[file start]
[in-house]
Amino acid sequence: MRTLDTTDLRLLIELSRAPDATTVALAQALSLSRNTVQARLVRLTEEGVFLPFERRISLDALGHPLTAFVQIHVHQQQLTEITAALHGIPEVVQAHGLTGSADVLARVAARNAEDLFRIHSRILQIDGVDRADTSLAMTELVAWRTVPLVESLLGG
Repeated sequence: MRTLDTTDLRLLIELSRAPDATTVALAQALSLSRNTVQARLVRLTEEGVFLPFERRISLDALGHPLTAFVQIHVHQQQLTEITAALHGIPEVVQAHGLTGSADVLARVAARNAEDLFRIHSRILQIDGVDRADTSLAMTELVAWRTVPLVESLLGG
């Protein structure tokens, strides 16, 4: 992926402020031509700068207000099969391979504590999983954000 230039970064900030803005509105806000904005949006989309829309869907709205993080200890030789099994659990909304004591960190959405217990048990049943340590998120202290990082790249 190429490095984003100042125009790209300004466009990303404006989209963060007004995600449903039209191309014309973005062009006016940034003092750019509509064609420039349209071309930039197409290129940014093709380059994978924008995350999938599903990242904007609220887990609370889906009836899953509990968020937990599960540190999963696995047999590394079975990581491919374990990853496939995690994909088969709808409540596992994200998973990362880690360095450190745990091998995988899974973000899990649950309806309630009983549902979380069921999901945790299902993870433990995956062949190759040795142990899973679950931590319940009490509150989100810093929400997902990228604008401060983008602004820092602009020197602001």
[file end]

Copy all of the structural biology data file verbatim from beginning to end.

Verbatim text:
[in-house]
Amino acid sequence: MRTLDTTDLRLLIELSRAPDATTVALAQALSLSRNTVQARLVRLTEEGVFLPFERRISLDALGHPLTAFVQIHVHQQQLTEITAALHGIPEVVQAHGLTGSADVLARVAARNAEDLFRIHSRILQIDGVDRADTSLAMTELVAWRTVPLVESLLGG
Repeated sequence: MRTLDTTDLRLLIELSRAPDATTVALAQALSLSRNTVQARLVRLTEEGVFLPFERRISLDALGHPLTAFVQIHVHQQQLTEITAALHGIPEVVQAHGLTGSADVLARVAARNAEDLFRIHSRILQIDGVDRADTSLAMTELVAWRTVPLVESLLGG
């Protein structure tokens, strides 16, 4: 992926402020031509700068207000099969391979504590999983954000 230039970064900030803005509105806000904005949006989309829309869907709205993080200890030789099994659990909304004591960190959405217990048990049943340590998120202290990082790249 190429490095984003100042125009790209300004466009990303404006989209963060007004995600449903039209191309014309973005062009006016940034003092750019509509064609420039349209071309930039197409290129940014093709380059994978924008995350999938599903990242904007609220887990609370889906009836899953509990968020937990599960540190999963696995047999590394079975990581491919374990990853496939995690994909088969709808409540596992994200998973990362880690360095450190745990091998995988899974973000899990649950309806309630009983549902979380069921999901945790299902993870433990995956062949190759040795142990899973679950931590319940009490509150989100810093929400997902990228604008401060983008602004820092602009020197602001």